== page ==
Beach House

Interviews: 2018 / 2010 (below)

There’s a knock at the door. A German-sounding man in his fifties politely asks if Beach House would mind letting two crack-smoking sisters use their dressing room for a while. Tensions are high. It’s late 2007 and Baltimore’s dream-pop duo are topping a variety bill that has attracted only a handful of people to one of London’s smallest venues. For a little-known band, this does not feel like an auspicious beginning.

Fast forward a few years: there are more albums, more scars, a different sound and a different outlook. Victoria Legrand even has some words of advice to give her old self, if she could. “I’d say: ‘things are going to happen that you won’t want or expect, but it’s for the better. It’s going to allow you to make room for the more important things in your life. So chill out’. But I always say that to myself now too. I say, ‘Victoria, you just need to take it easy and stop being so neurotic’.”

Legrand is sitting in the passenger seat of an old Toyota parked within a gated community in Towson, just outside Baltimore. It’s cold. She bites her words at first, but it doesn’t take her long to warm.

For the last year, Legrand and Alex Scally have put everything into making Teen Dream – an album already tipped for 2010’s best-of lists. There is no personal life anymore, she says. Just Beach House. The day job is long gone. “I would bartend during the day and usually someone would come in and tell me way too much information. But you give them back energy because you don’t want them to go and kill themselves. I don’t really miss that.”

She has trouble remembering what year it is, having spent just one month out of the last 12 at home, and relationships have suffered. “We were forced to let things go. If you have a loved one, it’s hard to say goodbye. But it’s okay, you know? You grow and you change. I feel like we’re slightly different people now. Our obsessions are more intense. We’re both really high-speed people in so many ways. Mentally overactive and at our worst, dissatisfied. It’s like trying to stay calm in a hurricane. So a lot of silly things just filter away, but it’s all been very natural. You can’t have everything in life.”     

As much as 2010 is expected to be a breakthrough year for Beach House, the pair have routinely maintained that this is just the beginning. And of course, you would too. But what if this is their peak? What if, in 15 years time, Beach House find themselves playing Teen Dream as part of ATP’s Don’t Look Back series?

“You can’t control what happens to you in life,” she says. “It’s like when you get on a plane and you go, ‘have I had a good life up until this moment?’ So if the plane goes down, you know you have. That’s very much how I feel. All the work I’ve done up until this record, I’m proud of. And it’s been difficult. Some of it you doubt, some of it you’re happy with. But you believe in it all. So as long as you keep having those feelings, I’m not fearful of what will happen. But it’s an interesting place to be: to realise that a moment in your life is the best moment. It doesn’t have to be depressing or embarrassing or humiliating. That’s just how life is. It’s brutally honest.”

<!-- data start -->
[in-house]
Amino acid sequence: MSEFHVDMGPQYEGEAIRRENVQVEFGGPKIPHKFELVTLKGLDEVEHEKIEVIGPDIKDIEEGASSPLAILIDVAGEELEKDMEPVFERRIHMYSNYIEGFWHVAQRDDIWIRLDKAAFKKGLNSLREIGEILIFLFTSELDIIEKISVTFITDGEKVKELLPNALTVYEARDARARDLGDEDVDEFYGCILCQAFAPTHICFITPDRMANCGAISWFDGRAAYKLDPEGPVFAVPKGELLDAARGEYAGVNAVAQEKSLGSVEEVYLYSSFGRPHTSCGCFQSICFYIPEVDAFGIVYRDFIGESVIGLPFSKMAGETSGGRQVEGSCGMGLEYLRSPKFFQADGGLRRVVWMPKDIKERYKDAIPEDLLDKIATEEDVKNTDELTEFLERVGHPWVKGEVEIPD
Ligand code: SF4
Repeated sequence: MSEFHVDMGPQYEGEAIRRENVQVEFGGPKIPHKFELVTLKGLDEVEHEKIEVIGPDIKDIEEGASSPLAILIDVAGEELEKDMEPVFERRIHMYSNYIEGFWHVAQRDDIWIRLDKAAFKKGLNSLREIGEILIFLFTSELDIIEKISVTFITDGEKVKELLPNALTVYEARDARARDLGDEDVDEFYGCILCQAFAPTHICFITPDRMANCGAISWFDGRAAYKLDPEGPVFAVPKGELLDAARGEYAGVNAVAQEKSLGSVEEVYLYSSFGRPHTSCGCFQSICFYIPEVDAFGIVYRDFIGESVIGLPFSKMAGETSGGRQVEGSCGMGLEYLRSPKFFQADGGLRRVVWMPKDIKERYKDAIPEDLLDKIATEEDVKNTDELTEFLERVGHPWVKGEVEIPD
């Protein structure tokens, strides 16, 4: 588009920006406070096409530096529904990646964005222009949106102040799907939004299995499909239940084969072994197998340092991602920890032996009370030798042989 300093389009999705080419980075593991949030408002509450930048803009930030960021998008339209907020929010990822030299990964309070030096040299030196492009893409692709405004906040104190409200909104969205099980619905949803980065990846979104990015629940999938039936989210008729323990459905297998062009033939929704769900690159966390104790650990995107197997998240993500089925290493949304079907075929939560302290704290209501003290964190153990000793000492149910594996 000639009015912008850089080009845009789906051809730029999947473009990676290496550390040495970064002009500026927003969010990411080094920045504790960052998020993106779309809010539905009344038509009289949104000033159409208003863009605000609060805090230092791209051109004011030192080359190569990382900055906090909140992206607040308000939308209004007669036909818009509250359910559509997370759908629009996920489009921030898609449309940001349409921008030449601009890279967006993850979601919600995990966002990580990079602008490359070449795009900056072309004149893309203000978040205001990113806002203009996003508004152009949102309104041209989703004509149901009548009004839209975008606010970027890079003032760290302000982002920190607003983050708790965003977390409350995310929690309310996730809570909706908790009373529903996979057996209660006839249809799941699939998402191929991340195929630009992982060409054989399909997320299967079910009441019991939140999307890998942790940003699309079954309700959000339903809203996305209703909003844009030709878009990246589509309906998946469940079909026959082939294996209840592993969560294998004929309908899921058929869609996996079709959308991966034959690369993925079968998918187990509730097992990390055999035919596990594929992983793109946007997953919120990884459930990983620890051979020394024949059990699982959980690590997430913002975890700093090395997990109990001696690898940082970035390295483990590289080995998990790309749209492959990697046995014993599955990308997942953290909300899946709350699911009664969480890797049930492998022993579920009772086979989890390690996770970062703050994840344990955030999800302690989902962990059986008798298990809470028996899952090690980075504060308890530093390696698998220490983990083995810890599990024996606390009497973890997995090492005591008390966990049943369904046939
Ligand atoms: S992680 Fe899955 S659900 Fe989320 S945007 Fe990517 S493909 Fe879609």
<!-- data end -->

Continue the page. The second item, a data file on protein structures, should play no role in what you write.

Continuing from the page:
Legrand, now 28, moved to Baltimore on a whim after becoming disillusioned with acting. Born in Paris to the brother of French composer Michel Legrand, she grew up between Maryland and Philadelphia before returning to Paris to study theatre at the International School of Jacques Lecoq.

After meeting Scally through a mutual friend, the two decided to combine her classically-trained piano and operatic singing with his still-fledgling guitar playing. They spent the summer of 2005 holed up in a basement where intense writing sessions utilised the antiquated feel of their instruments: the rich tones of near-broken amps, old organs, a “strange archaic beat machine” and the sleepy drone of Scally’s slide guitar.

They still have the “same shitty instruments” and they’ve kept that simplicity intact. But just as Beach House have a fixed idea of what they want from the music, so too do the audience. Until now, the feedback has remained consistent: the same touchstone adjectives keep appearing. And maybe they’re right, Legrand admits. Even now, disrupting the template with more complex songwriting and production, certain things remain: the tension of infatuation and the pitfalls of love.

“We’re not melancholic people but I think there’s definitely a colour in our music that’s always there. Heartbreak, I think, comes when you just love uncontrollably, when you take risks. Some people get real into comfort and, sure, it is a form of love. It is. But then there’s dangerous love. ‘I’m not supposed to do this’ love. ‘I’m not supposed to love you’ love.  ‘You’re the wrong person to love!’

But when you experience heartbreak, you come out the other side of it and you’re stronger. And the next love you experience will be more intense and even better. Because you allowed yourself to fall on your face and you gave yourself completely. In some ways being in Beach House is a similar feeling. You throw yourself wildly into something, very passionately. The rupture between that and a domestic life of nine to five, there’s a heartbreak that occurs. And, like love, sometimes it last years, sometimes it may come back to haunt you.”